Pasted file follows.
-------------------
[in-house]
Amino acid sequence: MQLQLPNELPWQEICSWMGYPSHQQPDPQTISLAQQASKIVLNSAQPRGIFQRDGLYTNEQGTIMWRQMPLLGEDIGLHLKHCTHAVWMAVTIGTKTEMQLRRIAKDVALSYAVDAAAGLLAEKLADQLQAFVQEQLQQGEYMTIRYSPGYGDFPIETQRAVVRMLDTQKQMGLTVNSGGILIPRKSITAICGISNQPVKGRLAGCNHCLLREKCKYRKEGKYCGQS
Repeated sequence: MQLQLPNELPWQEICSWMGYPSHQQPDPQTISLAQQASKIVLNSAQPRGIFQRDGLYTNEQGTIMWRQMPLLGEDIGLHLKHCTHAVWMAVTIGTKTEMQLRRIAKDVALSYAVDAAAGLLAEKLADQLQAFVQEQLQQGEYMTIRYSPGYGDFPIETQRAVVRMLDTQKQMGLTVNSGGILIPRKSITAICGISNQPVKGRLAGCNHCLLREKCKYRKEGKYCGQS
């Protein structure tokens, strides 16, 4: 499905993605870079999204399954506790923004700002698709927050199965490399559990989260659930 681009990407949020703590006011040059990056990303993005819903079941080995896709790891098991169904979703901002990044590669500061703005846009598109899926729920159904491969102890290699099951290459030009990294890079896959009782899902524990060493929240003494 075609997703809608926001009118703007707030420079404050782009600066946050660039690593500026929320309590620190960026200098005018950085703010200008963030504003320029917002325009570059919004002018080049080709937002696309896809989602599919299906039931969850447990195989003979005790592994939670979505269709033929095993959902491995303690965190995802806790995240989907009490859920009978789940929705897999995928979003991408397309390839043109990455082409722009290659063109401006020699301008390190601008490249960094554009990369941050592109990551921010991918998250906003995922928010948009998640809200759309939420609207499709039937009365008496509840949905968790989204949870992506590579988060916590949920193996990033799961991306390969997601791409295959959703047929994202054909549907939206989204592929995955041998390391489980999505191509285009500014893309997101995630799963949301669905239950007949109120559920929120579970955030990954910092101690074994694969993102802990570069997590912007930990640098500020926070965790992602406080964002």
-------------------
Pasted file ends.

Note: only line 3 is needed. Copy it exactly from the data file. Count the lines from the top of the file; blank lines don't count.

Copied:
Repeated sequence: MQLQLPNELPWQEICSWMGYPSHQQPDPQTISLAQQASKIVLNSAQPRGIFQRDGLYTNEQGTIMWRQMPLLGEDIGLHLKHCTHAVWMAVTIGTKTEMQLRRIAKDVALSYAVDAAAGLLAEKLADQLQAFVQEQLQQGEYMTIRYSPGYGDFPIETQRAVVRMLDTQKQMGLTVNSGGILIPRKSITAICGISNQPVKGRLAGCNHCLLREKCKYRKEGKYCGQS